They brought my relationship game way up, so I wanted to make myself and others feel that special and respected.

I was also reminded the way we treat others closest to us is generally a reflection of how we think of ourselves. How we treat others we care about is a pretty good barometer of where we are with our own souls.

The folks who share their lives with us intimatly or with whom we are closest in work or play deserve our best, our deepest caring and highest esteem.

I will *never* forget having a discussion with a co-worker who blew off a meeting with another coworker at the last minute because she had a personal problem to work out.

She just left me a message saying she wouldn't even be back in town for a couple days.

When I saw her I asked why she felt she could just blow off our meeting without finding another way to deal with her personal situation. It felt pretty disrespectful and as if breaking her word to us wasn't a big deal to her.

She said, "I knew I could cancel because it was *just* (coworker NAME), and we could always have the meeting another time."

HUH? Say, WHAT? In very few words, she had discounted our coworker and the meeting more than if she had called people names and left the room screaming and yelling.

I responded, "I don't believe (coworker NAME) thinks of herself as *just* (coworker NAME). You didn't give me enough notice to cancel the meeting, so she still showed up and we had the meeting without you."

Which was the problem, but the absent coworker indicated it did not matter to her.

I realized this is the way she chose to treat her work family.

And it made me think of my agent/friend, realizing that she would never - never - treat anyone this way, nor would she allow them to treat her this way.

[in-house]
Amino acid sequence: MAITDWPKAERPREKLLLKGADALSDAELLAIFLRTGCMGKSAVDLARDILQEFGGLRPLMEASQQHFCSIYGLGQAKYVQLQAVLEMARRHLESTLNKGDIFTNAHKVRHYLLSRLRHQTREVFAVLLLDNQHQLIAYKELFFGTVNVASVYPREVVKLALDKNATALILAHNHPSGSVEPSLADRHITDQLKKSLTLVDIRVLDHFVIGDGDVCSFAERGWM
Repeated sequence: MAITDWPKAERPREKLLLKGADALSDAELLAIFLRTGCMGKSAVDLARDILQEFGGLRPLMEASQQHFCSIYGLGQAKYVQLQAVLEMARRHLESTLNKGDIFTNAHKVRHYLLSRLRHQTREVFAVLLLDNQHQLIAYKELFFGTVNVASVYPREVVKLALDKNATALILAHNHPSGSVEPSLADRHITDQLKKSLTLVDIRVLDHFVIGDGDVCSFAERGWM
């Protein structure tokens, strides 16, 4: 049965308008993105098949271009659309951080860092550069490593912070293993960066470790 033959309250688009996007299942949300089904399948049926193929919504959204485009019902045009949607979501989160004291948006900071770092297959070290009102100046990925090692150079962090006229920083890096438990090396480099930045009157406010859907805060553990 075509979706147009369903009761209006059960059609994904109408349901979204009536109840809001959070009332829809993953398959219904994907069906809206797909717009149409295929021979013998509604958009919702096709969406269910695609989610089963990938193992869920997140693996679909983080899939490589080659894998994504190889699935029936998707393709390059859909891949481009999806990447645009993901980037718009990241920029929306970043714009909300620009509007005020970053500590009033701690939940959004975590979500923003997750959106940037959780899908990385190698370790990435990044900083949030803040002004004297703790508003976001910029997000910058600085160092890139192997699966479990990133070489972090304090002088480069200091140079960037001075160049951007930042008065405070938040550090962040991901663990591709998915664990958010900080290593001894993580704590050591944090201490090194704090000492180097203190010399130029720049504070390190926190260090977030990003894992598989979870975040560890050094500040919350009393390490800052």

It gave me great insight into the coworker's relationship values - which I found untrustworthy - and the working relationship ended shortly thereafter.

In so many ways, we are members of several families at once.

How do you treat those with whom you are closest?

It's not the grand gestures that make the difference. It is the little things. The tender thanks for being you touch, email or card; making a favorite dish; the extra effort we make to create a warm connection or make a person feel seen, heard and understood.

I try to welcome people the same way my dogs and cat greet me - except I don't wag my tail or bark. They're always excited to see me and make it clear that in their eyes I am adored. I let them know the feeling is mutual.

Everyone who knows me understands what I mean when I say I like to treat people as well as I treat my dogs. *That* is a compliment! And of course, I like to be treated as well as they treat me!

It doesn't take a lot of work - just a little thought and understanding where our priorities lie.

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  • At 9:10 AM, Anonymous Kate said…

    What a lovely post.